Director Litt

Dana Litt, PhD

Bio

I am an Associate Professor in the Department of Health Behavior and Health Systems in the School of Public Health at the University of North Texas Health Science Center. I received my doctorate in Applied Social Psychology from The George Washington University in 2010. And completed a National Institute on Alcohol Abuse and Alcoholism T32 postdoctoral fellowship at the University of Washington’s Center for the Study of Health and Risk Behaviors in 2012. Prior to joining the UNTHSC School of Public Health, I was a member of the faculty in the Department of Psychiatry and Behavioral Sciences at the University of Washington from 2012 to 2017. The overarching goal of my work is to advance the field in understanding the social and environmental factors that influence health risk behavior decision-making in order to inform theoretically sound and efficacious substance use prevention efforts for adolescents and young adults. Consistent with my overarching interests in the influence of socially based variables on health risk behaviors, my current research aims to address questions related to the utility of including socially-based variables in prevention programming, particularly with respect to social images, social comparison, social norms (both for peers who abstain from alcohol and peers who use alcohol) and social networking sites. In my spare time I volunteer for a local dog rescue and enjoy exploring Fort Worth with my own rescue dog, Teddy.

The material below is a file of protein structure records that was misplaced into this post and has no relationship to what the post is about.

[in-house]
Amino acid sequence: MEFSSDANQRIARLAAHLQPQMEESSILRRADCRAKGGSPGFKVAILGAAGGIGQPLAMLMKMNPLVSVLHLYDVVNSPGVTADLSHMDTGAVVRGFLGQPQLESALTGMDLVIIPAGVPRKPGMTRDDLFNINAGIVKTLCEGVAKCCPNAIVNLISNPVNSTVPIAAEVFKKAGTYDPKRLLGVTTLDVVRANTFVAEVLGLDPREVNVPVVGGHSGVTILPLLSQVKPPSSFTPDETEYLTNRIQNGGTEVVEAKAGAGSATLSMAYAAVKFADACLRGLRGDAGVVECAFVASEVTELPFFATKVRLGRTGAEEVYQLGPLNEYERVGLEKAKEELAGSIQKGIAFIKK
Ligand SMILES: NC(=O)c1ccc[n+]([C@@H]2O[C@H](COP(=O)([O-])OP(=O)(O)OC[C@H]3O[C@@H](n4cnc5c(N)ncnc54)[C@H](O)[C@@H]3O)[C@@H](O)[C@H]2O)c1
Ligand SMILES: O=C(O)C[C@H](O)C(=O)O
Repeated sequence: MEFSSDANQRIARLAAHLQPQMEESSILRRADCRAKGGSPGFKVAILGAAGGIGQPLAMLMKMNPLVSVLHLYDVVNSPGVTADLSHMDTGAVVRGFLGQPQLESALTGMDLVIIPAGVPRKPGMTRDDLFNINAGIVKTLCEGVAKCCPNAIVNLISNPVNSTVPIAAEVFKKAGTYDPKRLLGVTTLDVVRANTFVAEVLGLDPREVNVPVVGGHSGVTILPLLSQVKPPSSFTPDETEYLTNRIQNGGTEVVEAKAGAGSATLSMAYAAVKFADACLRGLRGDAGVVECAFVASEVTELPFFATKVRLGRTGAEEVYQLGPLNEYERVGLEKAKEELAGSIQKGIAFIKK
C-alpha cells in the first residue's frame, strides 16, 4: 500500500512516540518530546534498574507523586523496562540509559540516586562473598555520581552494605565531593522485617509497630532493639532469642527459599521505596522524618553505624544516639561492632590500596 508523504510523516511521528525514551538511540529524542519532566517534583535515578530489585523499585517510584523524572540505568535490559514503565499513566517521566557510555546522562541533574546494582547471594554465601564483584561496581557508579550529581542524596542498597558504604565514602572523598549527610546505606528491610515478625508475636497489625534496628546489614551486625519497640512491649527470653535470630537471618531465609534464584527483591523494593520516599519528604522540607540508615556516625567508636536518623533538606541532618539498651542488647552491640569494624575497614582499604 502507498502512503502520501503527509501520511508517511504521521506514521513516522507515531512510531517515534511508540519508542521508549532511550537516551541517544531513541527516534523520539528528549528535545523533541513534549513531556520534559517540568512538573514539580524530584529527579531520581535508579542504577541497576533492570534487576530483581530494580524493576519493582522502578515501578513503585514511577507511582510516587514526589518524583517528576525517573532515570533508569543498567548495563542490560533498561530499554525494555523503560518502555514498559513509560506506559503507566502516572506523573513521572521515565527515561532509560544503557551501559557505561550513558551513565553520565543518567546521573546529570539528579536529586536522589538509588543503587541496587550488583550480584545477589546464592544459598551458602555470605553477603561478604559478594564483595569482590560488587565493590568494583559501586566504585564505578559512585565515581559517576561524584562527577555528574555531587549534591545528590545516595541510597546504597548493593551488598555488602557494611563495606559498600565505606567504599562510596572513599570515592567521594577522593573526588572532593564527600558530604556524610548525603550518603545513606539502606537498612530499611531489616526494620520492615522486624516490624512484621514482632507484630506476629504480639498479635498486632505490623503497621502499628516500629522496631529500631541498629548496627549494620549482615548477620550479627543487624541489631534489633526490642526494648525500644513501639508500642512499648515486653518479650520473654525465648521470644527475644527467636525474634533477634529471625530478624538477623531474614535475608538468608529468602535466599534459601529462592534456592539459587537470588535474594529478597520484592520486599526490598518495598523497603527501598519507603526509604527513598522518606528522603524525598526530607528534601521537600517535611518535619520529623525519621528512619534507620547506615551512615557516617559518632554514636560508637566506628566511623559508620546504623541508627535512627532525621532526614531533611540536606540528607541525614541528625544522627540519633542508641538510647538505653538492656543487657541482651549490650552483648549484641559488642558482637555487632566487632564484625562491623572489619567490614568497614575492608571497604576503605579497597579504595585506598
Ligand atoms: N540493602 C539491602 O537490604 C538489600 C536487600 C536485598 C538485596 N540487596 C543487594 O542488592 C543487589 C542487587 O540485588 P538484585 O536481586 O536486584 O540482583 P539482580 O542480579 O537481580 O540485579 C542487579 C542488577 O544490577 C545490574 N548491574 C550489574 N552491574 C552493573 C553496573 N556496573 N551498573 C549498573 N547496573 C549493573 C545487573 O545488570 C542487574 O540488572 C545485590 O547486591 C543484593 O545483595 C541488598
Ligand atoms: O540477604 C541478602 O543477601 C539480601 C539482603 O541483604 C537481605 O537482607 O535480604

Affiliate Faculty

Affiliate Faculty Thompson

Erika L. Thompson,
PhD, MPH, CPH

Bio

I am an Assistant Professor in the Department of Health Behavior and Health Systems in the School of Public Health at University of North Texas Health Science Center. I received a BHS in Health Science and MPH in Epidemiology from the University of Florida. At the University of South Florida, I received my PhD in Public Health and two graduate certificates in Biostatistics and Maternal and Child Health Epidemiology. Prior to joining UNT Health Science Center, I completed a two-year postdoctoral fellowship focused on women’s reproductive health at the University of South Florida. My research interests have focused on women’s sexual and reproductive health, including human papillomavirus (HPV) vaccination and prevention, STI prevention, and contraception. My goal is to bridge my research in women’s sexual and reproductive health with alcohol misuse to study alcohol-related risky sexual behaviors.